"Never before has the Administration suffered such setbacks to its domestic war on terrorism. And the backlash has been growing...
"On December 9 the military embarrassingly admitted that it did not even know whether supposedly secret information seized from Capt. James Yee, the former Muslim chaplain at Guantanamo Bay, was classified. Yee had been arrested and detained for more than two months, with much fanfare about national security breaches at Guantanamo, for allegedly taking his own notes off the base in a notebook. Meanwhile, in one of the most vindictive prosecutions in years, the military is prosecuting Yee for committing adultery and having pornographic images on his computer, hardly matters of national security...
"...the Administration has insisted that the more than 650 people held at Guantanamo have no right to any judicial review or even to a hearing before military officers. It has similarly argued that U.S. citizens designated by the President as "enemy combatants" can be held indefinitely, incommunicado, without access to courts or lawyers. In essence, it has argued that when it comes to detentions in the war on terrorism, the President is above the law.
"Now two courts have squarely rejected that view" (David Cole. "The War On Our Rights." The Nation, Jan. 12, 2004: 5).
Bush Administration"...George W. Bush's Administration is the most secrecy-obsessed regime in American history... an affront to American taxpayers and all who believe in a democratic form of government...
"In late 2001, Attorney General John Ashcroft sent a memo to federal agencies that directs them to search for and use any legal authority they have to deny access to documents requested by citizens under the Freedom of Information Act" (Robert Bryce. "Top Secret Bush." Texas Observer, 2/13/04: 10-11).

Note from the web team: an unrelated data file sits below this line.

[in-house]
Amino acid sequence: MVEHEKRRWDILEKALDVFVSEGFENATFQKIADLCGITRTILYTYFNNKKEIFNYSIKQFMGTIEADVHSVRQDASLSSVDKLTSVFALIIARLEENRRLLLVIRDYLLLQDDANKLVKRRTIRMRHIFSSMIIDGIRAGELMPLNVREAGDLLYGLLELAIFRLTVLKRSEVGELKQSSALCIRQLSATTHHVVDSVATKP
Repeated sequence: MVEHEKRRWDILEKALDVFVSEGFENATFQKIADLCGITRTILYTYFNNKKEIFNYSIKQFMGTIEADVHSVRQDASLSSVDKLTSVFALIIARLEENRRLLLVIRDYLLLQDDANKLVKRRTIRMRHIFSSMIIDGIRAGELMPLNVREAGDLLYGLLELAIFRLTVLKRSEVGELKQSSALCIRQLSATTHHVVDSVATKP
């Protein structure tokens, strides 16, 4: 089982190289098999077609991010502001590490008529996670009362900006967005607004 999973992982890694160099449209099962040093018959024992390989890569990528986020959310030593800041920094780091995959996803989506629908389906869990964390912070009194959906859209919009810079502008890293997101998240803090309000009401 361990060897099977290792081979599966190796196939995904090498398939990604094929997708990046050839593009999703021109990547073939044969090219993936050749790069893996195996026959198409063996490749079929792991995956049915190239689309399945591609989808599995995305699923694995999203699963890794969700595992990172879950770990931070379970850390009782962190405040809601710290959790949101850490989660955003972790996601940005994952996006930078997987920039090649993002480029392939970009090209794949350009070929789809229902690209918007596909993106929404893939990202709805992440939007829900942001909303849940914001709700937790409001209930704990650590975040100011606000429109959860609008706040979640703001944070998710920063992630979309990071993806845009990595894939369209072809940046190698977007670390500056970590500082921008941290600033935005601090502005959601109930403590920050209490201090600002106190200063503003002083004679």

"[There has been a] failure of most of the media to cover [the case]...
"I doubt, therefore, if many American are aware of the rampant lawlessness of this Administration in its treatment of prisoners--as spelled out in this lawsuit...
"In its editorial, The Washington Post said plainly: "Willing or not, Congressional Republicans are identifying themselves as a party ready to accept systematic violations of human rights." As is our hollow President" (Nat Hentoff. "Covering Up For Rumsfeld." The Progressive, May, 2005: 12).
"Patriot" Act"By mid-September, 356 cities and counties and four state legislatures (Alaska, Hawaii, Maine, and Vermont) had passed strong Bill of Rights resolutions directing their members of Congress to undo the most dangerous sections of the Patriot Act and subsequent Bush Administration executive orders...
"...Bush's [latest] raid on the Bill of Rights was Bush's signing--on the day Saddam Hussein was extricated from his spider hole--of the 2004 Intelligence Authorization Act. This law allows a huge expansion of National Security Letters allowing the FBI and other federal agencies to get an extensive array of personal records--medical, financial, educational, travel, etc.--without going to a judge. All they need to do is to draw up their own National Security Letters, which take the place of subpoenas" (Nat Hentoff. "Kerry's Silence." The Progressive, Nov. 2004: 14).
Freedom of Information Act""North Carolina cities and other government agencies are pursuing the authority to sue citizens who ask to see public records," reports the Associated Press. "Lawyers for local governments and the University of North Carolina are talking about pushing for a new state law allowing preemptive lawsuits against citizens, news organizations, and private companies... when there is a dispute about providing records or open meetings" ("No Comment." The Progressive, May, 2005: 11).
email@example.comProfessor Colby Glass, MLIS, PhDc, Prof. Emeritus